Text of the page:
Selective Memory

To the Editor,

Regarding "Memorial Slay" (May 23): Connie Tuttle has a fixation with holidays. Given the space to do a cover story for The Weekly, Connie chose to describe the desperate plight of turkeys on Thanksgiving Day. (What's the deal--were Nintzel and Vanderpool otherwise occupied with covering an agitprop symposium when you gave her that assignment?) Now she directs her musings on the state of humankind in the 21st century to Memorial Day.

Connie believes that Memorial Day is a day that our politicians exploit to spur us on to war, but 9-11 or no, for most Americans Memorial Day is about beer. Anheuser-Bush bestrides the holiday like a colossus, viciously hacking down defenseless barley plants in a grain offering (cf: "Bitter Harvest: The Brutal Slaughter of Barley and the Making of your Can of Bud," by Connie Tuttle, Tucson Weekly, August 15, 2002). The public might catch a glimpse of G.W. at the White House lighting a torch or something, but why listen to Tom Brokaw natter on about it when you need to turn the brats over on the grill?

Regardless of how much attention we pay to the holiday's meaning, does America and its war dead really warrant remembering? Connie gives us a helpful laundry list of bitches and moans about what swine we are: Slavery and the "Trail of Tears," anti-labor thugs and Wounded Knee. America and its dead white males, the blood of a thousand turkeys still on their hands, caused all of this and more. According to Connie, by perpetuating this holiday and America's flag we are quietly blowing life into the lie that this is a great country. Presumably, no one has explained this to the thousands of Third World immigrants slipping across the border near Douglas every night.

Regardless of what Connie or Noam Chomsky thinks, American leadership crushed fascism, ended the Holocaust and built Europe back up. Then America and its military brought peace to Bosnia, caused the Serbs to kick a genocidal wacko out of Belgrade and, despite the hand-wringing of Barbara Kingsolver, swept one of the most repressive regimes today out of Afghanistan. America also guarantees Connie's right to write her childishly simplistic stories about holidays.

Personally, when I think of Memorial Day I think of dead men and women who died serving their country. I think of my Uncle George, whom I never knew but heard about as a child. He fought his way up the cliffs of Normandy on D-Day, slogged his way through France and was a part of a platoon that liberated a concentration camp in the closing days of World War II. He made it through the war and came home to Hickory Flat, Mississippi. Six days later, on a clear day in August, a Studebaker truck slammed into him. Though I never knew him, I knew his wife, Ruby. She never forgot him. "There will never be another like him," she told me in the presence of her second husband on the porch one summer, and then added, barely audible enough for me to hear: "and I will never love another like him." The screen door swayed slowly in a Southern breeze when she went back into the house.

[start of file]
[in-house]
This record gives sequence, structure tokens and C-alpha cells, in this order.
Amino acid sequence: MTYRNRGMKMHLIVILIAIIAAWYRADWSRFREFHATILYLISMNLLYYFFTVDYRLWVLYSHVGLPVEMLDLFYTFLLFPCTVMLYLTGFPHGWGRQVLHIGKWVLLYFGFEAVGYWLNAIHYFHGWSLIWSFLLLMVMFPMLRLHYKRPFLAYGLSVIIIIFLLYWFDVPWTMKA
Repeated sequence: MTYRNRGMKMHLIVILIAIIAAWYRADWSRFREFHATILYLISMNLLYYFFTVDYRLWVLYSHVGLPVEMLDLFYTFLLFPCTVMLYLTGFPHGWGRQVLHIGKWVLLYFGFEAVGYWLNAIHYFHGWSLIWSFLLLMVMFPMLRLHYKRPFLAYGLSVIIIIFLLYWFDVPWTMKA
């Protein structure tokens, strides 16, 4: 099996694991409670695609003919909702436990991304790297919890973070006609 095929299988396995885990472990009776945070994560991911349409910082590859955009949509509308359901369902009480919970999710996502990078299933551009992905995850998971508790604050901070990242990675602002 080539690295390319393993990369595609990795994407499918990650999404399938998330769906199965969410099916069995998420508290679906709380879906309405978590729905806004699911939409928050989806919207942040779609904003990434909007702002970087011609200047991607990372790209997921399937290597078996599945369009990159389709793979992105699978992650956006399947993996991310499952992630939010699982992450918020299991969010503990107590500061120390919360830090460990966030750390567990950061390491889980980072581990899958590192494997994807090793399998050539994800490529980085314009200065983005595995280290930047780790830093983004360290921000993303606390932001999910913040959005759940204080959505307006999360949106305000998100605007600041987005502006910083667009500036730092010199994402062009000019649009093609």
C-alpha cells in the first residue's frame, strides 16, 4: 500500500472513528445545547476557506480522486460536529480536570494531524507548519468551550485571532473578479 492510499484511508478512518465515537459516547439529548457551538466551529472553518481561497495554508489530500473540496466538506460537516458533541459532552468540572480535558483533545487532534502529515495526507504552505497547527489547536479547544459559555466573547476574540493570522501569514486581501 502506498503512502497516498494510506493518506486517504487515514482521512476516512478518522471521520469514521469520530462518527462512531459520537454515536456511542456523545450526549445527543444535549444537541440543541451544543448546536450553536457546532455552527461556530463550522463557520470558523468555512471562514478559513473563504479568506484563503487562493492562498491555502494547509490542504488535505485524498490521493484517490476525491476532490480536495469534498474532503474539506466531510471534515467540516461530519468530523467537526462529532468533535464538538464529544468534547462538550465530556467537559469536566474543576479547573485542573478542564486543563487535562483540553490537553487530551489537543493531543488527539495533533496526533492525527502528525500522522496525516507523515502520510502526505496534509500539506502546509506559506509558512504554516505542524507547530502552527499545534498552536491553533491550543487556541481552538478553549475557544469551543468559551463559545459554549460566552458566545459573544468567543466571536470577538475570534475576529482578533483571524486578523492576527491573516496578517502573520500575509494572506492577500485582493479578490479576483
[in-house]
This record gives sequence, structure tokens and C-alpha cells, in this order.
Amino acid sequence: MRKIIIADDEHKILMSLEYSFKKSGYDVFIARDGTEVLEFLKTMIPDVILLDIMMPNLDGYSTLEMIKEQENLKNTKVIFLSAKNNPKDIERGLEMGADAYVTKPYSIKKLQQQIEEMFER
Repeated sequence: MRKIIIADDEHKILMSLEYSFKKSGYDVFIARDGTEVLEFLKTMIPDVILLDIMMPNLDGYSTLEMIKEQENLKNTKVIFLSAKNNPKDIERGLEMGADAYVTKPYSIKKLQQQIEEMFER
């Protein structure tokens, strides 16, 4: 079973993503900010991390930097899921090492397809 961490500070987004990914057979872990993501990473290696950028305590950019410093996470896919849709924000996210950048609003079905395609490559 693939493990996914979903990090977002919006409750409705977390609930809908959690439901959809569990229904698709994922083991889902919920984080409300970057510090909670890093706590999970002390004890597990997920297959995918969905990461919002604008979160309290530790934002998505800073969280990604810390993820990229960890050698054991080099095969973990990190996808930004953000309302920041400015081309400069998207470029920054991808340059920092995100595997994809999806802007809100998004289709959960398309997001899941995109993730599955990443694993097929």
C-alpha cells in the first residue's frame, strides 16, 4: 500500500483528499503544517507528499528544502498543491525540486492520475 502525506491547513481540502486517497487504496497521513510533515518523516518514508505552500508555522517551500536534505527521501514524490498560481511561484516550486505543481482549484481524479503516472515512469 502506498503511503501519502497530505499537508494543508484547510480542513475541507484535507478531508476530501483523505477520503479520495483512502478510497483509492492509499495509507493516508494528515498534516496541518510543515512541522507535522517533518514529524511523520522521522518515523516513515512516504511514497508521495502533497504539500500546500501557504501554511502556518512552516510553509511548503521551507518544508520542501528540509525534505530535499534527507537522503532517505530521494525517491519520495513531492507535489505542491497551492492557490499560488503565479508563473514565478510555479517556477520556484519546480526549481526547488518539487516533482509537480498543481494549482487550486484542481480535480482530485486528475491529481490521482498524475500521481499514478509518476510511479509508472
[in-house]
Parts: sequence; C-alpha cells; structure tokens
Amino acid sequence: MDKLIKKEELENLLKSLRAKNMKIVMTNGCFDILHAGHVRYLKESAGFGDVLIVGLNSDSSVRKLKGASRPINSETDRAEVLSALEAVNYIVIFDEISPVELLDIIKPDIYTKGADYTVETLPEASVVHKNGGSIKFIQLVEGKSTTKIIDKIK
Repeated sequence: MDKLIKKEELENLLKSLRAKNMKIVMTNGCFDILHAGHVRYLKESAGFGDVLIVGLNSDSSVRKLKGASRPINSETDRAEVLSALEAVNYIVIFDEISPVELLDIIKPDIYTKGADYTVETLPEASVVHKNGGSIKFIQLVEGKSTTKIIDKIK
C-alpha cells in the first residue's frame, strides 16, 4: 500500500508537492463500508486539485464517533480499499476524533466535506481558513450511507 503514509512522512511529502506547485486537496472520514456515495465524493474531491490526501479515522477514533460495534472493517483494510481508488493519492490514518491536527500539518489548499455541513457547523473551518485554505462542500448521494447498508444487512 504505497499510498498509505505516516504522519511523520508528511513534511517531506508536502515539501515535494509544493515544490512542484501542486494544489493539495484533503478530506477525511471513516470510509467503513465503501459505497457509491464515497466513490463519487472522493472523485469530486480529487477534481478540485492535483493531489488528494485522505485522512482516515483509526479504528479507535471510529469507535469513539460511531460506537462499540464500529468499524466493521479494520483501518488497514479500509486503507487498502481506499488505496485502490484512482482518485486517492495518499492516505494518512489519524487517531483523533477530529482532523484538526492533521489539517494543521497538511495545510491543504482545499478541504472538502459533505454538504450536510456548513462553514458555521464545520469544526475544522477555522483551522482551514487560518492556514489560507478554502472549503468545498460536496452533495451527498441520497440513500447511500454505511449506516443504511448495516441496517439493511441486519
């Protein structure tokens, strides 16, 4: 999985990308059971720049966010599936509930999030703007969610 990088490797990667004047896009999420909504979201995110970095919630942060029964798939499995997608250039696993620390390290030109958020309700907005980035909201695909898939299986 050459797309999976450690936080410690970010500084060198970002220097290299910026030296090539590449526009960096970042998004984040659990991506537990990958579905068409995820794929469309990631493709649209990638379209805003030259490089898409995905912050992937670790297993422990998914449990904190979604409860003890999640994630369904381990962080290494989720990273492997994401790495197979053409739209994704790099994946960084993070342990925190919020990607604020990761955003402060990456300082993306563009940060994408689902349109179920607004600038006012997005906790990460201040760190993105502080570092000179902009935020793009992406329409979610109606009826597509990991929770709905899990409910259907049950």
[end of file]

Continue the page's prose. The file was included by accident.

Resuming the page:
--Jonathan Paton

Round and Round

To the Editor,

Jonathan A. Smith's letter (Mailbag, June 6) regarding my letter ("Our Very Own Ernesto," May 9) regarding Tom Danehy's column reads like a job application: PR flack for blowhard, middle-brow hacks available for employ. Bob Greene available as a reference.

While I'm flattered that Mr. Smith considered my letter compelling enough to warrant a response in poor ol' Tom's defense, couldn't he have done better than "I read a lot of newspapers on airplanes" (convincingly establishing his critical authority) followed by "Danehy is the funniest newspaper writer I've ever read"? While it's impressive candor to admit such a substantial lack of acumen, I'm not so sure even Danehy would like his silent majority to pipe up in this fashion. He strikes me as the masochistic type.

Maybe what Smith is gunning for is Danehy's job, because clearly he's the funny one--check this shit out if you don't believe me: "[Danehy's] easily the most entertaining newspaper writer in Tucson...," the equivalent of calling someone the best chef in all of England. Or maybe the best opera singer on the pole-vaulting squad. Good one, Mr. Smith. Together, we can bring this menace known as Danehy to his knees--I mean, from his knees to the ground!

--Curtis McCrary

Sound Off

To the Editor,

Is it too much to ask to get someone to edit music reviewer Stephen Seigel?

Not only are his sentences painfully long and difficult to read, but they rarely follow proper English.

I enjoy reading about music, but Siegel's writing is so obtuse I often can't bring myself to finish an entire column.

Otherwise, I love the paper!!

--Ed Rachman